"Curb Your Enthusiasm" (the title is ironic; in the show, David is incapable of enthusiasm) was launched last year with an HBO special of the same name. Like the special, the show is filmed cinima viriti style. (Robert Weide, the Oscar-nominated director of the documentary "Lenny Bruce: Swear to Tell the Truth," directed the special and the series opener.) Celebrities pop up here and there playing themselves -- Alexander and Seinfeld were in the special; Mary Steenburgen, Ted Danson, Kathy Griffin, Richard Lewis and Julia Louis-Dreyfus all appear in the series. And in a dazzling bit of high-wire acting, all of the dialogue is improvised by the actors, who are following story lines sketched out by David. The result is a nifty slice of faux reality, a put-on to rival "The Larry Sanders Show." It's a deadpan portrait of a guy who has achieved legendary status in the TV industry, but who remains an unhappy, insecure jerk.

In "Curb Your Enthusiasm," David brazenly recycles -- OK, steals -- his old show's nothing-and-everything premise and domino-effect plot structure. But, look, it was a great premise and plot structure, and he seems to have more than enough funny stuff to do it justice here, so I'm inclined to let the grand-theft-sitcom charges slide.

Most of Larry's problems arise from his adherence to an arcane code of urban interaction and etiquette. He gets into arguments about decorum with wait captains at restaurants (to tip or not to tip?), shoe salesmen at Barneys (how is he supposed to know that the salesman would lose his commission if he canceled his special order?), even his own friends. When he and his wife, Cheryl (Cheryl Hines), are invited to a Paul Simon concert by Steenburgen and Danson, and then seemingly forgotten, David sits by the phone fuming that the couple doesn't even have the decency to call and make up a lie to disinvite them: "A lie is a gesture, it's a courtesy. It's a sign of respect!"

David is so obsessed with maintaining his own fragile comfort level, he's nearly oblivious to the needs of his family and friends. The people in David's orbit -- manager Jeff (Jeff Garlin), the too-forgiving Cheryl, buddy Richard Lewis (he's Jerry to David's George) -- may as well be space junk. All of the plots of "Curb Your Enthusiasm" (I've seen four upcoming episodes) hinge on David lying to, offending or insulting someone, sometimes inadvertently, sometimes on purpose. Consequently, David's always being prodded (by Cheryl, Jeff or Richard) to make an apology, which he is loath to do since, like George, he prefers to thinks of himself as the injured party.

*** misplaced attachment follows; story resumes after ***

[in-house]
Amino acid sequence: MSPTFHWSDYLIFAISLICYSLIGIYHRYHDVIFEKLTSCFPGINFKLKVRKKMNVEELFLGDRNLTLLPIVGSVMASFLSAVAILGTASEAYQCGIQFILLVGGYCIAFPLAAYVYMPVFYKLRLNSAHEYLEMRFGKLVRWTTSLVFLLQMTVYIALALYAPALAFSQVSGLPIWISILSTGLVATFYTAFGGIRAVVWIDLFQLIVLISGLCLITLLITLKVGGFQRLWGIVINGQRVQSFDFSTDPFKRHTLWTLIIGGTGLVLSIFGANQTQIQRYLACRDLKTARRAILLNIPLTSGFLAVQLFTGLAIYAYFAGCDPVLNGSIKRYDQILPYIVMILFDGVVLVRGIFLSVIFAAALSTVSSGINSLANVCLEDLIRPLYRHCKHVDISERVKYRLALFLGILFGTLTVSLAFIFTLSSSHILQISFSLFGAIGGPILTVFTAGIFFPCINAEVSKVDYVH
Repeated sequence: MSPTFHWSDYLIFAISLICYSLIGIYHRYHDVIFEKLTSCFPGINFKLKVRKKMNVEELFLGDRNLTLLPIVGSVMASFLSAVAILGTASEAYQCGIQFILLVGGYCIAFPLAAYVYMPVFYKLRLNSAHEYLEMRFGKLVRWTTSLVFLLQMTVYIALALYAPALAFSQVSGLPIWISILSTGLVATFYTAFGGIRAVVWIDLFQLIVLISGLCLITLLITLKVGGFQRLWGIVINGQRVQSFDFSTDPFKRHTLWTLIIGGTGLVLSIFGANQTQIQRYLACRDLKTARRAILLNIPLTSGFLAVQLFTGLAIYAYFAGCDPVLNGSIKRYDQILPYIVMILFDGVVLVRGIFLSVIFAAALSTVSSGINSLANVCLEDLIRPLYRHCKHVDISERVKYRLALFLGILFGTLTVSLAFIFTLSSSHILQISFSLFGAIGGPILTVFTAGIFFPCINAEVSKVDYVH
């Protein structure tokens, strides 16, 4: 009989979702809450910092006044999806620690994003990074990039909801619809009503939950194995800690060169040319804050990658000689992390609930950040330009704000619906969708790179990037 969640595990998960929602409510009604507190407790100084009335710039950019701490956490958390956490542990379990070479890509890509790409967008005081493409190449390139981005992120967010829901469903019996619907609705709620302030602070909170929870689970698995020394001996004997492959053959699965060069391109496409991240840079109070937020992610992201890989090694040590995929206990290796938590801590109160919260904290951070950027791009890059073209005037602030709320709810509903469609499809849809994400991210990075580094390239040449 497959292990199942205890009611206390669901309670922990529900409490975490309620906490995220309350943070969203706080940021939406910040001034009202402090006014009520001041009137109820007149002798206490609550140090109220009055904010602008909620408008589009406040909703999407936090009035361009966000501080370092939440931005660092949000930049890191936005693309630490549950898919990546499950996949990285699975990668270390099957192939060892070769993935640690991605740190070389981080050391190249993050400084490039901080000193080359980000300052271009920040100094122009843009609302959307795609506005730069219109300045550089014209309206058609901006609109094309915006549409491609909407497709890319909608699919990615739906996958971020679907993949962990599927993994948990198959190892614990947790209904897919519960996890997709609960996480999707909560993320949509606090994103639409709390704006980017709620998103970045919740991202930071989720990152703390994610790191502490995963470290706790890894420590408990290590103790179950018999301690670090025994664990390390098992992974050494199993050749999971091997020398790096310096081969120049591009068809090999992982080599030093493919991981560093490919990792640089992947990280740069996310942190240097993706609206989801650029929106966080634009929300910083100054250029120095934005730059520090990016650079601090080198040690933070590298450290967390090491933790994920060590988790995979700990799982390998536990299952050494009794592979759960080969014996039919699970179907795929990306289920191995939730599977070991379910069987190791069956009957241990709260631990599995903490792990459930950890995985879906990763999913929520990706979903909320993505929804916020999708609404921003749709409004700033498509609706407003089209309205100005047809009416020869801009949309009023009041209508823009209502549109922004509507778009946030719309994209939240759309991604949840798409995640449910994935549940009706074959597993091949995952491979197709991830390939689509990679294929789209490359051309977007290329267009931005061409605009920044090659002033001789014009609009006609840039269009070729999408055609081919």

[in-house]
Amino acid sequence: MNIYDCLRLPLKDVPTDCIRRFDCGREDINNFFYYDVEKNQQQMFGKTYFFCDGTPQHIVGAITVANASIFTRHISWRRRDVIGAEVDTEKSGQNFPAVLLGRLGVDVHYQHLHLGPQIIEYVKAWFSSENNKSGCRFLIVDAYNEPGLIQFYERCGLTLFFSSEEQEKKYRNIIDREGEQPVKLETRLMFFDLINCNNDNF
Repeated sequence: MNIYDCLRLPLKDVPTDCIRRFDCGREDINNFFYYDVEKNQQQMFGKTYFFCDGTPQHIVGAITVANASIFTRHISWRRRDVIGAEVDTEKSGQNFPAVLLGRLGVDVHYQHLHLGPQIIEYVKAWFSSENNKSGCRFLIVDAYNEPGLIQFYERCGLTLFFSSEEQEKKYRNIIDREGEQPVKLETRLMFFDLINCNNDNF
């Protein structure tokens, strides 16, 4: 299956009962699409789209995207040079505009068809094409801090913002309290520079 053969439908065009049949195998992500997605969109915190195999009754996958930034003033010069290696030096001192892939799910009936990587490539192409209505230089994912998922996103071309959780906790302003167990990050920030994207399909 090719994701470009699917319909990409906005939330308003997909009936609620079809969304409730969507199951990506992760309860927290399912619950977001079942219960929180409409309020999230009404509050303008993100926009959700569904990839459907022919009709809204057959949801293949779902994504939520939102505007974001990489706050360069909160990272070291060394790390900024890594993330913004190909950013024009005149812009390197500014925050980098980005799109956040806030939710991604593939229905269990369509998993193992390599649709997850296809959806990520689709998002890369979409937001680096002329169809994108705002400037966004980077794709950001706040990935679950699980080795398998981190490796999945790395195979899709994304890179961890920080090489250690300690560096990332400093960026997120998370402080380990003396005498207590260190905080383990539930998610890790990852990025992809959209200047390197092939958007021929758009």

How much of the Larry David in "Curb Your Enthusiasm" is the real Larry David? Well, in the special, Alexander recalled that he thought some of the things that happened to George on "Seinfeld" were too weird and unrealistic, until David told him that they had actually happened to him. And art and life converged when David performed at that Gore/Lieberman fundraiser last month. He told a joke ridiculing George W. Bush's "personal relationship" with Jesus ("Like Bush, I too found Christ in my 40s. He came into my room one night and I said, 'What, no call? You just pop in?'"), which got back to the Bush camp and nobody was amused. The joke even drew the disdain of both vice presidential candidates in last week's debate. Just as he did with the horrifyingly funny death-of-Susan episode of "Seinfeld," David had managed to offend everybody. So what else is new?

In the ironic, O. Henry universe of "Curb Your Enthusiasm" (and "Seinfeld"), wrongs can never be put right, apologies always backfire and lies, offenses and insults come back to haunt the perpetrator. "Seinfeld" took heat from some (humorless) pundits for "glorifying" bad behavior. But the truth is, "Seinfeld" was a very moral show, and so is "Curb Your Enthusiasm." As he did on "Seinfeld," David punishes his characters -- well, here, he punishes himself -- with retributions on an Old Testament scale. Halfhearted apologies don't count for squat, and humiliation befalls the sinner. There's a magnificent running joke on "Curb Your Enthusiasm"; whenever David tries to trade on his "Seinfeld" fame to get somewhere with maitre'd's or studio heads, the response is always, "Oh, I never saw the show." The self-loathing in that joke (I'm a genius ... in television) is awe-inspiring.